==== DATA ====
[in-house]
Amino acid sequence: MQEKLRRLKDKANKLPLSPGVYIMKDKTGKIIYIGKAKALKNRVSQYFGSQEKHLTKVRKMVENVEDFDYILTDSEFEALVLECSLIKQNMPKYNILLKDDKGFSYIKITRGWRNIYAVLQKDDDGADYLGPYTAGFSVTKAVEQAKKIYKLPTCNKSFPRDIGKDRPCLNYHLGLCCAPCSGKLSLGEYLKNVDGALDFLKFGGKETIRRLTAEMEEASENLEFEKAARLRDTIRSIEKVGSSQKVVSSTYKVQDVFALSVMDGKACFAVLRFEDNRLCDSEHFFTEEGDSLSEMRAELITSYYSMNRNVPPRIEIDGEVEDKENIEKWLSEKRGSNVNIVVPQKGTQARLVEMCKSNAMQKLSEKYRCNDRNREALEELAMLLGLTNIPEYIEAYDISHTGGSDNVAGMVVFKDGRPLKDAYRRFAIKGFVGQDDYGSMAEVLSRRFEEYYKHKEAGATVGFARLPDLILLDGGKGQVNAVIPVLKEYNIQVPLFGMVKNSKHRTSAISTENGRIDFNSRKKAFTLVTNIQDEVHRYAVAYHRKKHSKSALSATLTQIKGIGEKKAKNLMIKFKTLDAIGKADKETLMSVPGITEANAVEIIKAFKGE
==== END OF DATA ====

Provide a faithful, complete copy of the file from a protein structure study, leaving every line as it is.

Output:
[in-house]
Amino acid sequence: MQEKLRRLKDKANKLPLSPGVYIMKDKTGKIIYIGKAKALKNRVSQYFGSQEKHLTKVRKMVENVEDFDYILTDSEFEALVLECSLIKQNMPKYNILLKDDKGFSYIKITRGWRNIYAVLQKDDDGADYLGPYTAGFSVTKAVEQAKKIYKLPTCNKSFPRDIGKDRPCLNYHLGLCCAPCSGKLSLGEYLKNVDGALDFLKFGGKETIRRLTAEMEEASENLEFEKAARLRDTIRSIEKVGSSQKVVSSTYKVQDVFALSVMDGKACFAVLRFEDNRLCDSEHFFTEEGDSLSEMRAELITSYYSMNRNVPPRIEIDGEVEDKENIEKWLSEKRGSNVNIVVPQKGTQARLVEMCKSNAMQKLSEKYRCNDRNREALEELAMLLGLTNIPEYIEAYDISHTGGSDNVAGMVVFKDGRPLKDAYRRFAIKGFVGQDDYGSMAEVLSRRFEEYYKHKEAGATVGFARLPDLILLDGGKGQVNAVIPVLKEYNIQVPLFGMVKNSKHRTSAISTENGRIDFNSRKKAFTLVTNIQDEVHRYAVAYHRKKHSKSALSATLTQIKGIGEKKAKNLMIKFKTLDAIGKADKETLMSVPGITEANAVEIIKAFKGE